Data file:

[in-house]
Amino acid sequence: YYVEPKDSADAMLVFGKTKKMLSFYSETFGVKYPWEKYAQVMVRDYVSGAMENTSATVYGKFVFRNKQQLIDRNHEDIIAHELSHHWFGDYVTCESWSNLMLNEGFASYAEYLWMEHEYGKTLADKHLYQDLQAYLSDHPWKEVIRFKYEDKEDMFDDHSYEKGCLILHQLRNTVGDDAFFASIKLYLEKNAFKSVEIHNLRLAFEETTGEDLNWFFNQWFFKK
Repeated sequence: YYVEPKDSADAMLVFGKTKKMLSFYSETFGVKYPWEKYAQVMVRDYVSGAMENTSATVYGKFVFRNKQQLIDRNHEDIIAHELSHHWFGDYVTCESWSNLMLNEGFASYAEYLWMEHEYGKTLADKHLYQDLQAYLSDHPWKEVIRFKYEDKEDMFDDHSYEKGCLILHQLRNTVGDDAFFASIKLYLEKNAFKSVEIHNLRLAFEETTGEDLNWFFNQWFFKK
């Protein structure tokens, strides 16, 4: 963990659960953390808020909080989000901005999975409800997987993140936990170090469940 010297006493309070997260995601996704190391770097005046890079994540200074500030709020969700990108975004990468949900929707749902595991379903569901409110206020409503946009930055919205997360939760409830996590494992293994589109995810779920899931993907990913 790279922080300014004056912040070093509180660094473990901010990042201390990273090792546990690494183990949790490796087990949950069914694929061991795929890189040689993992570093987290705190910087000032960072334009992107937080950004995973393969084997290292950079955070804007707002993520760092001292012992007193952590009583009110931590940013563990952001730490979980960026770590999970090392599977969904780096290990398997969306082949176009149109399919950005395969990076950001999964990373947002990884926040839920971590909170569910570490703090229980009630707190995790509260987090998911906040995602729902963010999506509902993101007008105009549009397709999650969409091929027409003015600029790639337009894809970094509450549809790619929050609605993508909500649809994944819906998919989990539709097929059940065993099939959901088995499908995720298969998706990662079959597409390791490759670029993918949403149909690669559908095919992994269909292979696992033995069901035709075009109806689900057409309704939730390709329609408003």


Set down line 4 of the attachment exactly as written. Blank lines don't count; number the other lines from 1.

């Protein structure tokens, strides 16, 4: 963990659960953390808020909080989000901005999975409800997987993140936990170090469940 010297006493309070997260995601996704190391770097005046890079994540200074500030709020969700990108975004990468949900929707749902595991379903569901409110206020409503946009930055919205997360939760409830996590494992293994589109995810779920899931993907990913 790279922080300014004056912040070093509180660094473990901010990042201390990273090792546990690494183990949790490796087990949950069914694929061991795929890189040689993992570093987290705190910087000032960072334009992107937080950004995973393969084997290292950079955070804007707002993520760092001292012992007193952590009583009110931590940013563990952001730490979980960026770590999970090392599977969904780096290990398997969306082949176009149109399919950005395969990076950001999964990373947002990884926040839920971590909170569910570490703090229980009630707190995790509260987090998911906040995602729902963010999506509902993101007008105009549009397709999650969409091929027409003015600029790639337009894809970094509450549809790619929050609605993508909500649809994944819906998919989990539709097929059940065993099939959901088995499908995720298969998706990662079959597409390791490759670029993918949403149909690669559908095919992994269909292979696992033995069901035709075009109806689900057409309704939730390709329609408003």